A recap of my dairy farm tour at Hornstra Farms where I chilled with cows, ate the creamiest ice cream of my life, learned about dairy farming, and got a dairy farmer’s perspective on some controversial topics in the dairy industry.
I’ve had some pretty cool learning and traveling experiences lately. From almonds in California, to Concord grapes in Washington, to all things blogging in Vermont, and this weekend I’m off to Atlanta for the annual conference for dietitians, FNCE. I feel pretty darn lucky.
I love any excuse to get out to farm land. Especially in the fall. There’s something so beautiful about a farm in the fall with the leaves changing color and pumpkins galore.
Some days I seriously think I’m meant to live on a farm. Steve and I joke about it every now and again. That we’ll start our own farm. I say we joke but you know what they say…in every joke lies an ounce of truth. Maybe. Someday. I’ll let you know.
Hornstra Farms won the Dairy Farmer of the Year award for Massachusetts last year. Having visited the farm and meeting the owner, John, I can understand why. John has invested millions of dollars into his farm because he’s passionate about dairy farming and wants families to be able to visit the farm and learn about where their milk comes from. He has about 3,500 customers in the South Shore area of Boston that get his milk delivered to their doorstep. I want milk delivered to my home! Perhaps I should move to the Cape…
John still bottles his milk in glass so that way no taste is imparted from other materials into the milk.
He also uses vat pasteurization (low-temp pasteurization) – the milk is heated to 145 degrees for 30 minutes. The low temperatures help retain more of the beneficial enzymes you’d find in raw milk. Believe it or not, only 10 farms in New England use this pasteurization method. The more common pasteurization is high-temperature (280 degrees for a couple seconds), which kills off everything – the good, the bad, the ugly. I’ll definitely be keeping an eye out to see if I can find vat pasteurized milk at my local co-op market.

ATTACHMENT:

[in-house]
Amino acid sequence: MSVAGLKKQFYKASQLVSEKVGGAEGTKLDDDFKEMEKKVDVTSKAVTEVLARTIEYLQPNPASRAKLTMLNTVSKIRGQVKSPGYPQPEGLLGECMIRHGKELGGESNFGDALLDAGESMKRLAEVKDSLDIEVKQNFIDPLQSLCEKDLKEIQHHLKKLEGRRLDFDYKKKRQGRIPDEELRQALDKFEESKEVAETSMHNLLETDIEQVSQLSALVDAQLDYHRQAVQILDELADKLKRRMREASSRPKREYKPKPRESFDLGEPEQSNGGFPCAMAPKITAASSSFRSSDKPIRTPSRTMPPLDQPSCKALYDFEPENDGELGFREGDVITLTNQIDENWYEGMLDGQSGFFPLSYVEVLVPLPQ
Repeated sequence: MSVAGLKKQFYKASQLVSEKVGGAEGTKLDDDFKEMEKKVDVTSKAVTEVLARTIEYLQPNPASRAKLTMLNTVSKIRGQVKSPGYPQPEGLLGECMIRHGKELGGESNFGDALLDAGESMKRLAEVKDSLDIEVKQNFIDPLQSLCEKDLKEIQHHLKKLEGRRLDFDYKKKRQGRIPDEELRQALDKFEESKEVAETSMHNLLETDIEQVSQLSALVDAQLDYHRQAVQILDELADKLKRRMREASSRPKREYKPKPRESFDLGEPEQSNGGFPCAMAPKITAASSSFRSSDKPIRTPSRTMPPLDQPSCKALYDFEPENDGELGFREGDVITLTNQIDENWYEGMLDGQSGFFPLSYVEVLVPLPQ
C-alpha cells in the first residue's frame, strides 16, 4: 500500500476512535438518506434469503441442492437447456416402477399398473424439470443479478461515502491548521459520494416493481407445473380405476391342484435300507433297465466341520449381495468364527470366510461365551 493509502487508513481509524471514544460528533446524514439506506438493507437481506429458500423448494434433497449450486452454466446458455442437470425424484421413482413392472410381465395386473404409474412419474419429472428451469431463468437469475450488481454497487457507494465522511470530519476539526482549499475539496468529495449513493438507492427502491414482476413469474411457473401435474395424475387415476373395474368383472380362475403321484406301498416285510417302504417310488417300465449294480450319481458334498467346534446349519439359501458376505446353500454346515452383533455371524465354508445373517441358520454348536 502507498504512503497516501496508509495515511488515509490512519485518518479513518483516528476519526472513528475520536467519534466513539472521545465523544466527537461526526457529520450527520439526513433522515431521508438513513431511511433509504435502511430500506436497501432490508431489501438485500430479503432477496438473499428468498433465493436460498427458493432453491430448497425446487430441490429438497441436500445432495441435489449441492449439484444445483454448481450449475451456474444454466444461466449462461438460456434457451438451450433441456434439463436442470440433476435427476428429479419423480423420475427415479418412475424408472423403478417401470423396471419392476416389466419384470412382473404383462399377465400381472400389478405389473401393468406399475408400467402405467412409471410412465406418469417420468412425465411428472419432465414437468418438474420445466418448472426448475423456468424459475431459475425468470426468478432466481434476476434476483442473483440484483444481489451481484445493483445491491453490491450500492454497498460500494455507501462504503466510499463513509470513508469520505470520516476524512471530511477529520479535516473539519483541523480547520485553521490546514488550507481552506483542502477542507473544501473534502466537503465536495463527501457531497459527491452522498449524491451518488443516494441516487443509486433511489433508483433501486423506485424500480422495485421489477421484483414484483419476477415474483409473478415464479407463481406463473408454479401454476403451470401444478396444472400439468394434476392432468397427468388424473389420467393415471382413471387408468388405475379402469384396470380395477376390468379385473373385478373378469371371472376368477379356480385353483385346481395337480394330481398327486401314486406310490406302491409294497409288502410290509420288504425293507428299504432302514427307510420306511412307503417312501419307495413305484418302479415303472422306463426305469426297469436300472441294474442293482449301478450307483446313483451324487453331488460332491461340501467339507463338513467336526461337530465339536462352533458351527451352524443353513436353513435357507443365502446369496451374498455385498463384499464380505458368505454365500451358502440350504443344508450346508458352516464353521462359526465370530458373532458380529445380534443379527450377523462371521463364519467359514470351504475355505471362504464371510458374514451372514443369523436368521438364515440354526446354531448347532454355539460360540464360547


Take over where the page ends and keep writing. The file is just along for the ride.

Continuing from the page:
The Kitchn has a good article on vat pasteurization if you’re interested in reading up more on it.
The other reason I would do well on a farm is my insane love for creatures. Like cows. Many of the cows on John’s farm are red & white Holsteins. And I just want to eat. them. up. Not literally, of course (I don’t eat meat). But in a “they are so cute I just want to snuggle with them every day” kind of way.
I asked John about his stance on grass-fed vs. corn-fed cows. He said that IHO “corn-fed” usually refers to pumping beef cows with corn meal to fatten them up. With his dairy cows, they are fed corn but they get the whole corn plant (leaves and all). They get fed grass too but he said the grass would need to be really rich to give them all the calories they need. So he supplements their diet with corn as a starch for energy.
90% of John’s milk sales are for low-fat and skim milk so to use up all that leftover cream (see that luscious, silky cream pictured below?) he makes butter and ice cream on the premise to sell in his farm store.
Oh, yes. We tasted his ice cream. The coffee toffee and eggnog didn’t disappoint. They were ridiculously creamy. John actually uses sugared egg yolk in his ice cream to give it that custard-like taste. He’s all about differentiating himself with his products to offer his customers something unique and I love that.
Raising my ice cream cup to you, John! You’re doing a pretty awesome job there on Hornstra Farms. Thank you to the New England Dairy Council for inviting me along to tour the farm!
Check out what the other bloggers in attendance had to say about their experience down on the farm:
Julia Robarts, RD of Juggling With Julia
Kathleen Reale of Be Free For Me
Liz Weiss of Meal Makeover Moms